Moon Knight : Season 1
Might contain spoilers.
I didn’t know what to expect, since I’m unfamiliar with Moon Knight, but I did know his uncertain sanity is a defining trait, and that his stories tend to be violent and dark. The trailer promised to faithfully translate those qualities, and the first episode kept that promise, officially making this the first of the Disney+ shows that I watched solely because it was part of the MCU.
The visual effects are inconsistent, and much more prominent than in Hawkeye. It’s also slightly silly, with henchmen pulling up their sleeves to show Steven their marks so the viewer knows they’re evil. Fortunately, it gets better (and less violent) right from the second episode, directed by Aaron Moorhead.
Now, this is, without the shadow of a doubt, the Oscar Isaac show. The man is magnificent. The way Steven panics and begs Marc to take over the body again; the way Marc gives way to Steven to solve a puzzle; the two of them in the psych ward; Khonshu’s repeated possession of Marc at the council; the incredible timing of Marc using Steven’s fist to punch him after he kisses Layla; the emotional, moving resurrection of Steven… I could rave endlessly about him. The seamless performance nearly made me stop believing the same person was playing both characters.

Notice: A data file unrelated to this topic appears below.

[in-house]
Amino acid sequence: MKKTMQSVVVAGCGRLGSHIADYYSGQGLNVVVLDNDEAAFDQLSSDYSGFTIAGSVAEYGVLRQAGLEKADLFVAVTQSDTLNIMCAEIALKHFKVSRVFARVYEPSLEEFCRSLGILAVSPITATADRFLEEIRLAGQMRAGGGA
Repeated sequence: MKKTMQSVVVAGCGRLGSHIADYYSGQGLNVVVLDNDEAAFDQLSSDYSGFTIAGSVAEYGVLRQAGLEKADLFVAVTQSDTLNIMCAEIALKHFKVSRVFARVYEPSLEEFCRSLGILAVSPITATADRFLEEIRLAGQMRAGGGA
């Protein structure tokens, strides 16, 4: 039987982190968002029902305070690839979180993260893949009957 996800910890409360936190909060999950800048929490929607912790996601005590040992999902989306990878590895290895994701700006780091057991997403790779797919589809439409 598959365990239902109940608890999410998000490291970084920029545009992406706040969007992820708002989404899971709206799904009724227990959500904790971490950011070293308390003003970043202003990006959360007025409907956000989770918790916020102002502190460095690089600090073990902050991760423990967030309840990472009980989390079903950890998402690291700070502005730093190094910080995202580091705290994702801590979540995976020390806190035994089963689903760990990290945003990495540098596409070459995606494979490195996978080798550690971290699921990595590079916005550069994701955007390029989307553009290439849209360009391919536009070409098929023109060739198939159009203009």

In contrast, I don’t dislike Ethan Hawke but I find him uninteresting. His characters tend to be mundane and unremarkable. Harrow is cut from the same cloth: bland and predictable. Still, his expression as he shoots Marc in ‘The Tomb’ beautifully complements the stellar direction and lighting. He also convincingly conveys his irritation when Marc returns to the asylum. And there’s something to be said for the pleasing quality of his voice.
Speaking of voices, I profoundly enjoyed F. Murray Abraham as Khonshu: the fullness of his rich, deep voice is tactile and absurdly satisfying, much more so than usual, even down to the hypnotic noises of contemplation. May Calamawy turns in a respectable performance throughout as Layla, but she shines when possessed by Tawaret in the finale, with the shifting personalities made clear and distinct.